Kinshachi Nagoya Red Miso Lager

Let me describe to you my perfect day: Wake up late, eat breakfast, drive to the coast, lie on the beach in the sun for a few hours, go and eat some ridculously fresh sashimi coupled with a unique Japanese brew, go back to the beach, drive home, find out that the beer drunk at lunch is from the epic list…

I didn’t even have to make this glorious day up, it actually happened to me! The beach was Mooloolaba, the Sashimi was from Sakana at the Spit, and the beer, which turned out to be number 144 off the epic list, was the Kinshachi Nagoya Red Miso Lager.


What’s on the bottle?

This label is wickedly cool! So cool that I took the bottle home with me…or maybe it was just drawn to me, because it knew it was on the list? Lucky too, because on closer inspection it’s got some interesting things hidden on there. The label is gold (awesome!), with a bunch of black silohuette pictures on it; twin dragons, Nagoya Castle, and four different Japanese meals. Yeah, meals – Tebasaki (fried chiken) Misonikomi Udon (a noodle dish), Akamiso (Red miso) and Ebi-furai (Fried Prawns). I can only assume that these are the recomended food pairings for this beer? If so, that a cool way of putting the suggestions out there.

What’s in the bottle?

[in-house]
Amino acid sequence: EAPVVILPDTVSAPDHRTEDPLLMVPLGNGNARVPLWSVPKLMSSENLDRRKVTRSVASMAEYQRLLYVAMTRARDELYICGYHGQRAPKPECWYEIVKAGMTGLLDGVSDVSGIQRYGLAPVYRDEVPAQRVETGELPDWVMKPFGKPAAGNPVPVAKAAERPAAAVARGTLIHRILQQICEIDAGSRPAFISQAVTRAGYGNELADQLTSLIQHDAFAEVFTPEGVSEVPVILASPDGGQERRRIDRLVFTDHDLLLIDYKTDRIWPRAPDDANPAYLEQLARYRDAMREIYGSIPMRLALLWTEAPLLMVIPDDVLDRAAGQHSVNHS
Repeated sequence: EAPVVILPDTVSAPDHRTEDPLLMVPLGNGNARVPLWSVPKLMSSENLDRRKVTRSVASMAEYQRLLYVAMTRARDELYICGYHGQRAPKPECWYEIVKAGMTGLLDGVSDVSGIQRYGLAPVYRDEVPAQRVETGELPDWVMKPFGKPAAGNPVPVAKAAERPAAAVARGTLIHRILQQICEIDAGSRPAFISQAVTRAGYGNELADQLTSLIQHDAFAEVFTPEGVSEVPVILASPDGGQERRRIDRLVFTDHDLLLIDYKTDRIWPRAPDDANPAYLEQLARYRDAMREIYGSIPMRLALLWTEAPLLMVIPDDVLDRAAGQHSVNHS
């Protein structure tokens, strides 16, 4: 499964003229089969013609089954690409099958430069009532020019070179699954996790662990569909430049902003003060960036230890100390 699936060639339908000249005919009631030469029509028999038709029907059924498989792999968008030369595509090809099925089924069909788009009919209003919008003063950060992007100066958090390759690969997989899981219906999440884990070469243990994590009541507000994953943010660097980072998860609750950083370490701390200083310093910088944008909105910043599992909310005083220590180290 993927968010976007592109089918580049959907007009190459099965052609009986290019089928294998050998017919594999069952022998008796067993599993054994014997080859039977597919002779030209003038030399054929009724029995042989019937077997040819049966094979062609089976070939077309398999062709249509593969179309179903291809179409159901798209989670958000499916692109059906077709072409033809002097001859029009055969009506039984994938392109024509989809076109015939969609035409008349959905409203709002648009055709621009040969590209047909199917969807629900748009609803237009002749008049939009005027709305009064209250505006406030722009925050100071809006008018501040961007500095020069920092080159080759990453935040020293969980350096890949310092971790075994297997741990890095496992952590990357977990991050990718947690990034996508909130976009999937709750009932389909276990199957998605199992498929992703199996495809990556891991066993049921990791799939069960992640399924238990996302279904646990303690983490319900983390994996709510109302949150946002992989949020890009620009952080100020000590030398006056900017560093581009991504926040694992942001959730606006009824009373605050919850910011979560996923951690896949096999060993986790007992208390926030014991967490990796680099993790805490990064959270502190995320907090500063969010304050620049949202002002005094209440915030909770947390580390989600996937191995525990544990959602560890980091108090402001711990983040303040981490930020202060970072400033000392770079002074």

Since I didn’t realise this was on the list until after I got home, the flavors of this brew had long left my tongue behind. From memory it was pretty awesome – the malt was sweet and dominant, and the miso really kicked in at the end with a cool ‘miso soup’ flavour. There was a hint of saltiness too, which balanced the sweet malt well. There were points that I also thought the beers sweetness may be partially from the miso, in a ‘sweet bean paste’ kind of way. But I really don’t like sweet bean paste (I’m telling you, it does NOT count as a dessert!) so I dismissed this thought as craziness.

Final Thoughts

The final thoughts for this one are simple – if you ever find yourself in Mooloolaba, get some Sashimi from Sakana, and match it with this beer (I know, there’s no Sashimi matched on the beer label, so just take my word for it). Just be prepared for the price; my Sashimi was a reasonable $23, whereas a 330ml bottle of this beer was $18. Pricey, yes, but it was well worth it to make my day perfect.

Fact from the book…

Many in the Kinshachi Brewery held concerns about putting red miso in a beer. Some thought that it would impart too much of a salty flavour, while others thought the idea was just too radical. Lucky no one listened to them…


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